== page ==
Infection rates decrease but no room for complacency says Watford’s Mayor
Watford Borough Council is pleased to announce that the number of COVID-19 cases recorded are improving across Watford, with the case infection rate down to 91 per 100,000 people
Watford has seen about an 11% reduction in rates over the last week, with rates almost halving the week before that.
The council is also urging people to remain careful about the actions they take in the following weeks and months as we emerge from the pandemic.
Elected Mayor of Watford, Peter Taylor said: “I am so grateful to everyone in Watford for all their hard work and sacrifices over the last few months. It continues to be a difficult time for everyone in our community, not least the incredible NHS staff who have been working around the clock caring for patients in hospitals, testing residents and administering vaccines.
“It is vital that we all remember that having the vaccine doesn’t mean you can’t catch and spread the virus. Even if you have received your vaccine you must continue to be careful, following the guidelines to stop the spread to others.
“We are all hoping for a brighter summer, with restrictions lifting and our lives returning to normal. To ensure this can become a reality, we all need to remain vigilant and continue to take this virus very seriously. We are all beginning to see the light at the end of the tunnel and we now have to make sure our standards don’t slip in the next few months so we can get to where we want to be. Restrictions will only be lifted if we keep following the guidelines and our infection rates continue to drop as a result. Maintaining social distancing, limiting your contact with others and wearing a mask remain essential to limit the spread. It is only by limiting the number of new cases that we can then reduce the likelihood of new variants and the threat they bring. ”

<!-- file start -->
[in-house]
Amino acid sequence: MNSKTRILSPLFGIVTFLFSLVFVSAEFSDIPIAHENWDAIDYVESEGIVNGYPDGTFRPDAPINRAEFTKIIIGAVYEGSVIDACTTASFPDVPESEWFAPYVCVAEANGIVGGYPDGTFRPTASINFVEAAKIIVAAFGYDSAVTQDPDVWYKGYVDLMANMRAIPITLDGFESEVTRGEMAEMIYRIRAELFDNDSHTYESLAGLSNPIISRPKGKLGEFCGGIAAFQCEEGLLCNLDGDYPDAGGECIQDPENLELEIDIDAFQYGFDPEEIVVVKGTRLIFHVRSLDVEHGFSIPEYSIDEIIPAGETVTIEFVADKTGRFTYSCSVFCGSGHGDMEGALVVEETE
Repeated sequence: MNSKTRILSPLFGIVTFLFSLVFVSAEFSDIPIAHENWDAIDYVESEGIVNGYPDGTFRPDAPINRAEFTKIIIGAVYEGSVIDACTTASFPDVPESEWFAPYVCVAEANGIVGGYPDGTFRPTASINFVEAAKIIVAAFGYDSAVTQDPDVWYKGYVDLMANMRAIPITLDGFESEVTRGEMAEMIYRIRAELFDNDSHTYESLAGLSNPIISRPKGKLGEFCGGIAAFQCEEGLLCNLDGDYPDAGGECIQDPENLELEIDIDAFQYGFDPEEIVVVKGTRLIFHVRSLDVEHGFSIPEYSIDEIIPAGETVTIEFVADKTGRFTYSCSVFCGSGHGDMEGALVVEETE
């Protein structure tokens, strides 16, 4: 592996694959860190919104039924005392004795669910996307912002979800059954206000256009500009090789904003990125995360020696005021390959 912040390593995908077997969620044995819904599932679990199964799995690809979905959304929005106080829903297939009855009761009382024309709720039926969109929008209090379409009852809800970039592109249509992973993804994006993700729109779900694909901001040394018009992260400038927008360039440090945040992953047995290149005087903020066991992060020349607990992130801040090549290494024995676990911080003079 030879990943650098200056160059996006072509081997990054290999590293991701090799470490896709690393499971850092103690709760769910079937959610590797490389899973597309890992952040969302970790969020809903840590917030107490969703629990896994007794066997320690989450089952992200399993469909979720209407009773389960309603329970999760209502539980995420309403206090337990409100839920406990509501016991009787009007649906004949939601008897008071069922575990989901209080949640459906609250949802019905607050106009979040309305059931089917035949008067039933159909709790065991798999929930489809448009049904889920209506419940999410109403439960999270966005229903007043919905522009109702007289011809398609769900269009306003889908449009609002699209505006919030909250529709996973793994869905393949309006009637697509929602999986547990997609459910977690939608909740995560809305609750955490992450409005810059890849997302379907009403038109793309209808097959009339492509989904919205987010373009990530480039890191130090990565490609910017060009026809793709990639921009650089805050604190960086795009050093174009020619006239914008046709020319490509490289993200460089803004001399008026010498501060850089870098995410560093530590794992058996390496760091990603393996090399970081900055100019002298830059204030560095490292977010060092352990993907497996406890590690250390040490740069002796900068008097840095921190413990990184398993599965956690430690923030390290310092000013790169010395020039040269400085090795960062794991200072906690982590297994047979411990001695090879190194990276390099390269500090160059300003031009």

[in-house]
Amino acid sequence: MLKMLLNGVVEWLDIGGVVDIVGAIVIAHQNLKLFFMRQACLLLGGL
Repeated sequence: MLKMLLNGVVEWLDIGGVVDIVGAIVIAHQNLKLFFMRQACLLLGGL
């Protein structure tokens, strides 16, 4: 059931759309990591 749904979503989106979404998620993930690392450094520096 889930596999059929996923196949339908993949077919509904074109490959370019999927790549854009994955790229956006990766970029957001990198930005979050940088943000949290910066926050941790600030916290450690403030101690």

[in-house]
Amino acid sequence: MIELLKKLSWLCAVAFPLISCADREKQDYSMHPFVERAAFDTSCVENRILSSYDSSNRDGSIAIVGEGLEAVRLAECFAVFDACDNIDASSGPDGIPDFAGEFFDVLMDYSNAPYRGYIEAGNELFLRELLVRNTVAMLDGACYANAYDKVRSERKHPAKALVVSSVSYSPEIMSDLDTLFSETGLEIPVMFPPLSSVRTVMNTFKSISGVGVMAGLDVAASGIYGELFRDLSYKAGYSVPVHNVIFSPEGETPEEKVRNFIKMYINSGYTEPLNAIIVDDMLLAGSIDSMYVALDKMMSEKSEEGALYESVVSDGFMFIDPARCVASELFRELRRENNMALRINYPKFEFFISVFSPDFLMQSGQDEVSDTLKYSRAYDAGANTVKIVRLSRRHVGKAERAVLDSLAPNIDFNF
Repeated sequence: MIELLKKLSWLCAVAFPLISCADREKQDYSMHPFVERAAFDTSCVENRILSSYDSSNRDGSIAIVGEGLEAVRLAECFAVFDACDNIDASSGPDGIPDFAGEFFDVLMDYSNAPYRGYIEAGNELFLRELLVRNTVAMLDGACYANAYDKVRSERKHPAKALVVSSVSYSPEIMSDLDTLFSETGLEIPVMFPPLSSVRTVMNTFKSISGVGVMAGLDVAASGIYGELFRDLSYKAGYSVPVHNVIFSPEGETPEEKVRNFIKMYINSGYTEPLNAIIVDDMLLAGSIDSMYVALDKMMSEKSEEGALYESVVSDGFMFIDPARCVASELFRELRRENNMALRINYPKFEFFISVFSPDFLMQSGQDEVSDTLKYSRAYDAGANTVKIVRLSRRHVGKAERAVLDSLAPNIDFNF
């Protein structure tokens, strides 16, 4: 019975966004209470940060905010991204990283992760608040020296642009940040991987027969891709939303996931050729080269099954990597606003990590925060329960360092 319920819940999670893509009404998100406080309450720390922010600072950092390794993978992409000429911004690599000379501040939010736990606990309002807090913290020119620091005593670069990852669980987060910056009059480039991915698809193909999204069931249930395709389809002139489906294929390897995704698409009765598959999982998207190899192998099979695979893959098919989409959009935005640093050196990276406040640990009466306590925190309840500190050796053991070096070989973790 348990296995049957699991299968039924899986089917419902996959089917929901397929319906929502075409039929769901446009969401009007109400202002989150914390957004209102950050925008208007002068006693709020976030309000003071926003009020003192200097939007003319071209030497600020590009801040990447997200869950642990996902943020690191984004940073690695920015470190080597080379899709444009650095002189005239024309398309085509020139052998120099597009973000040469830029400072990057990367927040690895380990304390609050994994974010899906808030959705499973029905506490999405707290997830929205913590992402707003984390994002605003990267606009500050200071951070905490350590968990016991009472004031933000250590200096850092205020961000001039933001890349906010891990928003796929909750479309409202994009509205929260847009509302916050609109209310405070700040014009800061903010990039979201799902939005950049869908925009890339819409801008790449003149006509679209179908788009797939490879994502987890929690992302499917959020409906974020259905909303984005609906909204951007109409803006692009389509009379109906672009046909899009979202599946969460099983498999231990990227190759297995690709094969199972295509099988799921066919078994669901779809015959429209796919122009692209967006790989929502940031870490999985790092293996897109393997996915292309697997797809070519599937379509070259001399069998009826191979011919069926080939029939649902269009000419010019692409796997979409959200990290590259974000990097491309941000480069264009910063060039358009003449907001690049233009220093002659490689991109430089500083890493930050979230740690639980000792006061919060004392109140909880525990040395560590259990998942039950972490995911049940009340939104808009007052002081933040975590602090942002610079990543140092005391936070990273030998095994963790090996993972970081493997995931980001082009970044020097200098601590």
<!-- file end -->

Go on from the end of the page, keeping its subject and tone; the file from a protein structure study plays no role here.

Figures are released as Government announces its roadmap out of lockdown beginning with the reopening of schools on the 8 March. The move is supported by a rapid testing programme which aims to identify children and teenagers who may be infected but without symptoms (asymptomatic).